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Construction management job description

30 Jan 2024, 11:14

A construction manager transforms the ideas shown on design drawings into real buildings, roads or bridges and organises the people, materials and equipment needed to get the job done.

Construction managers on site

A construction manager transforms the ideas shown on design drawings into real buildings, roads or bridges and organises the people, materials and equipment needed to get the job done.

Some job roles include:

Construction manager/site manager

This is the person in charge of a building contract and as such they must be aware of, and in control of, all aspects of site operations. They have responsibility both for the profitability of operations and for adhering to the construction and cost plans once agreed. Construction managers or site managers supervise and direct operations on a construction project to ensure it is completed safely, on time and within budget. On smaller sites, managers may carry sole responsibility for the whole project; on larger sites, they may be in charge of a particular section, reporting to the senior site manager. Senior construction managers may oversee several construction projects at the same time. Construction managers work closely with other professionals including architects, engineers, technicians and surveyors, and act as a point of contact for the public. They have frequent meetings with subcontractors and daily contact with the site workforce.

Contracts manager

This is a similar role to that of site manager, ensuring that all works are completed to the required standards and supported by the relevant documentation. They need to ensure that strict quality control and health and safety measures are adhered to, as well as operational and maintenance procedures. They also have to check that licences are up to date and correct.

Construction estimator

This is similar to the work of a quantity surveyor and involves preparing tenders based on architects’ drawings and client requirements. While this is predominantly an office-based position, it is not necessarily a nine to five job. The role includes analysis of subcontractors’ quotations and working with the planning engineer to predict the likely progress rate and completion date of the project. A third-level qualification in a building related subject will improve your employment chances.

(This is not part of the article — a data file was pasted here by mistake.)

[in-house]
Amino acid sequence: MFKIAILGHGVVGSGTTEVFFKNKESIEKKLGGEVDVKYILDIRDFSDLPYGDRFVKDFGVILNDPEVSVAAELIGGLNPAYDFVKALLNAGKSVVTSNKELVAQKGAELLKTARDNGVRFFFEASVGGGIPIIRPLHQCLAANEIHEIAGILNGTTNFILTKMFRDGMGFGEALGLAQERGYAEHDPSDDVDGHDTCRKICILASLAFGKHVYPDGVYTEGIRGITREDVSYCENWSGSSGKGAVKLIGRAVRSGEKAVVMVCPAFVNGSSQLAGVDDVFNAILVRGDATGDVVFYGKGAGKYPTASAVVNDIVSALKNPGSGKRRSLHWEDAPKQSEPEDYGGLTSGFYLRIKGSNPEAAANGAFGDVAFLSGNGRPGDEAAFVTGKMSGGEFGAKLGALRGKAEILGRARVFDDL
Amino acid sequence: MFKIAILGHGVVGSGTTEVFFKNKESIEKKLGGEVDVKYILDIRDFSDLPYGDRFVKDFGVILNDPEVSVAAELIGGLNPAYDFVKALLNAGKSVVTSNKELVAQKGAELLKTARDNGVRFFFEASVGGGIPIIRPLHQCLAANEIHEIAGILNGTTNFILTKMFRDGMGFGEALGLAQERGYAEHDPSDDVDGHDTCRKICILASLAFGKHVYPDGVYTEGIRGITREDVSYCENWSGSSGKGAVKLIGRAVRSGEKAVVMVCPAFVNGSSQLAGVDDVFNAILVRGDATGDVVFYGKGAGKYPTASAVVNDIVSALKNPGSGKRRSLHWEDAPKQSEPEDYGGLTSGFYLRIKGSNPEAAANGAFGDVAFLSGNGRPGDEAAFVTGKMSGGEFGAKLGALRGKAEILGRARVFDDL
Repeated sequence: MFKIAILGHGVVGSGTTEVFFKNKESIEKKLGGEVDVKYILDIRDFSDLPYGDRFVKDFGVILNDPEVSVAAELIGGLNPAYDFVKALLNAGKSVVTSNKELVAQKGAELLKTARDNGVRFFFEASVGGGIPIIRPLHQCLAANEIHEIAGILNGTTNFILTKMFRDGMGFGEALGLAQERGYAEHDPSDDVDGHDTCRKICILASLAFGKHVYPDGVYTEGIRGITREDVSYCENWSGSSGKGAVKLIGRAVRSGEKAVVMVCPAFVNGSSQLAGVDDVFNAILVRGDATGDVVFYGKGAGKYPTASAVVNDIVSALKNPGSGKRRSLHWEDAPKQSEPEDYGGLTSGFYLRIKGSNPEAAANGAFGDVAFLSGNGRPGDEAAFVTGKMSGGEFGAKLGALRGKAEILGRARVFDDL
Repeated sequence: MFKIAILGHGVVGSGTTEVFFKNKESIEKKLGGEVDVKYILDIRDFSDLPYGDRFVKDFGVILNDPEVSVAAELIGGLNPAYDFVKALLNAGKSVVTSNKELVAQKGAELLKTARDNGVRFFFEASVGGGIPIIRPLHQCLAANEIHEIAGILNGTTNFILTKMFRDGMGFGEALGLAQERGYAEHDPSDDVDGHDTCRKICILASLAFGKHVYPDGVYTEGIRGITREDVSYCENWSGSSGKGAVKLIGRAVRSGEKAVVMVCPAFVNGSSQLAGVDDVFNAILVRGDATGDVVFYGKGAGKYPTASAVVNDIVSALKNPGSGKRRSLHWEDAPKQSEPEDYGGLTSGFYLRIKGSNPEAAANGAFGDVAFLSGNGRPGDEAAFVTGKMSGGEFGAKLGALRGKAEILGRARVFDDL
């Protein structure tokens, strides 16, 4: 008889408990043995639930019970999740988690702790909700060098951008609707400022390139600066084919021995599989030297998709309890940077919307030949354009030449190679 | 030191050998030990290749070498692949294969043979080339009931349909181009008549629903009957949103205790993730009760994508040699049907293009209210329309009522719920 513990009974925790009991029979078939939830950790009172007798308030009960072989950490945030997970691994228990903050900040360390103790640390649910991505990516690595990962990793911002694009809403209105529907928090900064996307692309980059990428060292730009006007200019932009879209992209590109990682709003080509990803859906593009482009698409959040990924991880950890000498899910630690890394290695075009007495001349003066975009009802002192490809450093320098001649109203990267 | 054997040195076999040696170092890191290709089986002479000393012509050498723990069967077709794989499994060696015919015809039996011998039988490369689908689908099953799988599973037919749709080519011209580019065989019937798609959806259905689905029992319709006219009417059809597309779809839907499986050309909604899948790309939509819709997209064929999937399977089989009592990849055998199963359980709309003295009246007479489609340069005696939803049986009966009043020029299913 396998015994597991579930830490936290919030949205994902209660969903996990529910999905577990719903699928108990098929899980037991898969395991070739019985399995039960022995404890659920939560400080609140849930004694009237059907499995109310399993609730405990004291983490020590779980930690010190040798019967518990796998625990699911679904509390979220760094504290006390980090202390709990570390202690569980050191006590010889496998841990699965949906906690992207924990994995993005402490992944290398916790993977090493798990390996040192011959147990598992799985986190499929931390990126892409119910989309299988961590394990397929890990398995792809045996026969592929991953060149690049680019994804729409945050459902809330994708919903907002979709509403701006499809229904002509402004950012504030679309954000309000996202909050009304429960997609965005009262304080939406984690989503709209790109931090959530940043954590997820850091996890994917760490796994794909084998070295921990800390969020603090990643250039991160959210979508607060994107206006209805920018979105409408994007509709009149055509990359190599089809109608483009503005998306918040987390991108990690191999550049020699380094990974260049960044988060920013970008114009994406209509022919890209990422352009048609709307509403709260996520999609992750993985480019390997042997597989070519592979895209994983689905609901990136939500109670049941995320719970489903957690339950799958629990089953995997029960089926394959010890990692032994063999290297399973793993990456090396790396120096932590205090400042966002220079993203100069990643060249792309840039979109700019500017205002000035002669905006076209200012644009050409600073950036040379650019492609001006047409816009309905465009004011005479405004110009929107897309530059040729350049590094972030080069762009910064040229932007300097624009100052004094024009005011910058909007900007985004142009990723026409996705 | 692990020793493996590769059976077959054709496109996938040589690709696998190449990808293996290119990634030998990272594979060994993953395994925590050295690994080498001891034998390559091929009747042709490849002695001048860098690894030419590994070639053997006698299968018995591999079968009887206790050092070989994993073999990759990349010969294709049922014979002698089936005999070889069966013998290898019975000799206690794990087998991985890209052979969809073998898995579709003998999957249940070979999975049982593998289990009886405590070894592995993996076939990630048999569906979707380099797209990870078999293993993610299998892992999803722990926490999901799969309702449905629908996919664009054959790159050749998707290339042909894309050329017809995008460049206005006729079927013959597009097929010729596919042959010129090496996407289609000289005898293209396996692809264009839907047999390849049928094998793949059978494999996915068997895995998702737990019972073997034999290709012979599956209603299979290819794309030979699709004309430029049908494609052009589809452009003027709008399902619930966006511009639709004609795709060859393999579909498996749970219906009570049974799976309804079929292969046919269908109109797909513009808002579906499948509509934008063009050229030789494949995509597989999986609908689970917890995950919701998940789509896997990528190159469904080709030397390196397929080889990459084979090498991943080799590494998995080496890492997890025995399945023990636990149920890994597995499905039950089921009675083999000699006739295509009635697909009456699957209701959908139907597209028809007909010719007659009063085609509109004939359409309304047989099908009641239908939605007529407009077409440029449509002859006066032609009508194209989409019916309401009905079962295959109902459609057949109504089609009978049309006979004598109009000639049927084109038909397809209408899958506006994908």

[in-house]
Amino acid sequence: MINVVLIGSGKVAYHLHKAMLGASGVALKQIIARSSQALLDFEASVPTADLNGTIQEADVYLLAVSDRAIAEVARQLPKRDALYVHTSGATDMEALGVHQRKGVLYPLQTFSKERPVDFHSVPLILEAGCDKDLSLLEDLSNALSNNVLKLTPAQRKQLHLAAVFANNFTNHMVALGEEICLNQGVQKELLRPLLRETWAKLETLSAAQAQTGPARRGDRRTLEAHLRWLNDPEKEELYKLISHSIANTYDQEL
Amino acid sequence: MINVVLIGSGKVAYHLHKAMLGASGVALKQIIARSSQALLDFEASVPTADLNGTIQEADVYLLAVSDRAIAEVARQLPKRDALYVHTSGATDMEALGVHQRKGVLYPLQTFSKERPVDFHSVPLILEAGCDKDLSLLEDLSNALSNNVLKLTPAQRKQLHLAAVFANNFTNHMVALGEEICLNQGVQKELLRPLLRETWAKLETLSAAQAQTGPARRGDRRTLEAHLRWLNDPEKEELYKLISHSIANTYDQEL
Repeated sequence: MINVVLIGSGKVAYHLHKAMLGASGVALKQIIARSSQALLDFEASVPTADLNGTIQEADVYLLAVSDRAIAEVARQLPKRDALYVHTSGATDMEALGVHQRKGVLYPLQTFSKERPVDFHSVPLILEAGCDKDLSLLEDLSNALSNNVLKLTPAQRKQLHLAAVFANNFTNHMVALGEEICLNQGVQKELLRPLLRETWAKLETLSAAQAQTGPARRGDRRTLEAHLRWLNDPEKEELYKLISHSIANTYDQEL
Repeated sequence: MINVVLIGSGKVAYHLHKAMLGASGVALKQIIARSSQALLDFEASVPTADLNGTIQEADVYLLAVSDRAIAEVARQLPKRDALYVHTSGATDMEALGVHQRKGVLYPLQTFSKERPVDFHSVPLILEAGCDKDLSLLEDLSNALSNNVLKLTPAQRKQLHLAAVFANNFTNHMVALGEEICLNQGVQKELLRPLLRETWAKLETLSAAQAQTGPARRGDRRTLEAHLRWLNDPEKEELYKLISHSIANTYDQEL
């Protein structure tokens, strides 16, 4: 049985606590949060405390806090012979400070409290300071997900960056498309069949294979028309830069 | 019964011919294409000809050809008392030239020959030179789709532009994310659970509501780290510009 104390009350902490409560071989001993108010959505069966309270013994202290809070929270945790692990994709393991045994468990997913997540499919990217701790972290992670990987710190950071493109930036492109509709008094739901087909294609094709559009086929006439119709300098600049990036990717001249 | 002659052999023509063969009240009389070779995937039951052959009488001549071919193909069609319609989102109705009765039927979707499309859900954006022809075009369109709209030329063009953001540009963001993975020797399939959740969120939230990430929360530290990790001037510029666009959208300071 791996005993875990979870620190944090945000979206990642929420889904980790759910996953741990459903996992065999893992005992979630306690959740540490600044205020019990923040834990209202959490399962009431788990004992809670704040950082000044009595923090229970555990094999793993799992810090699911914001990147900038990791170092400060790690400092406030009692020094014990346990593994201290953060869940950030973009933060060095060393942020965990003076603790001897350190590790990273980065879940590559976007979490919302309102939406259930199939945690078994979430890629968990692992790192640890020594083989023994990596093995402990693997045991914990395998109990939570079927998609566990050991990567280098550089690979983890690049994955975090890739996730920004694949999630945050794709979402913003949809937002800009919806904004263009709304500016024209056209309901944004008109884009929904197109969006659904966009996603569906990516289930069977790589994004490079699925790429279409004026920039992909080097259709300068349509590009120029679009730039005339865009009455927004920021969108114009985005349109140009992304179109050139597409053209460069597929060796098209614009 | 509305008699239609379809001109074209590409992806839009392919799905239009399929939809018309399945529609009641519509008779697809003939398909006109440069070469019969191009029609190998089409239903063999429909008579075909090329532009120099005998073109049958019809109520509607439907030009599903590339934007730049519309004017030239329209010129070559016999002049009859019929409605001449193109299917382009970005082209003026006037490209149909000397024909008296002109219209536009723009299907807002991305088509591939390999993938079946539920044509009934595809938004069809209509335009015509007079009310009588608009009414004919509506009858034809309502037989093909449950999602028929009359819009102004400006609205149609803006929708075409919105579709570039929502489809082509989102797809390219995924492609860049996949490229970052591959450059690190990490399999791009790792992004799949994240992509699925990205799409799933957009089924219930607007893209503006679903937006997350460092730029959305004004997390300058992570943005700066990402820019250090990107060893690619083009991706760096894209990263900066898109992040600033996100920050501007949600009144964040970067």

Building project manager

Their responsibility is to see that the clients’ wishes are adhered to and that the project is completed on time and within the agreed budget. A building project manager is often involved from the initial concept and design of a project through to its construction and completion. They keep track of progress, building control regulations and quality standards and resolve any technical difficulties that arise. They are likely to work on more than one project at a time.

Building surveyor

They offer a specialist service on all matters relating to construction, including the restoration of old buildings and the construction of new ones. Among the services offered are building surveys of residential, industrial and commercial property for intending purchasers. They need to interpret building regulations and use professional skill and judgement to offer advice on acceptable solutions to meet statutory requirements. Building surveyors also deal with fire precautions and insurance claims. It’s a route open to any graduate.

Facilities manager

This involves managing retail centres and offices blocks to meet the needs of the organisation, the management and the occupants. Property and estate management companies may have facilities management sections that manage these facilities on behalf of clients. Large organisations and corporations may have facilities management departments of their own. The facilities manager may employ specialist building services personnel such as building services engineers and trades as either an employee or a sub-contractor.

Technical sales adviser

Their work involves the preparation of estimates and tenders; preparation of drawings and specifications for technical elements; management; quality assurance; and technical sales. There can also be opportunities for self-employment, in terms of project management, building estimation etc.

Qualifications in construction management

Graduates from construction management courses have found careers in large and small companies and across a range of occupations in both the public and private sectors, including working in sustainability, conservation, information technology, project management, and with building contractors or sub-contracting firms as estimators, quantity surveyors, planners, contract managers and site managers. Construction management can create opportunities for high level management positions in a wide range of areas.

Try out GradSims to learn more about life as a graduate in construction with our employer partners.

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This describes editorially independent and impartial content, which has been written and edited by the gradireland content team. Any external contributors featuring in the article are in line with our non-advertorial policy, by which we mean that we do not promote one organisation over another.

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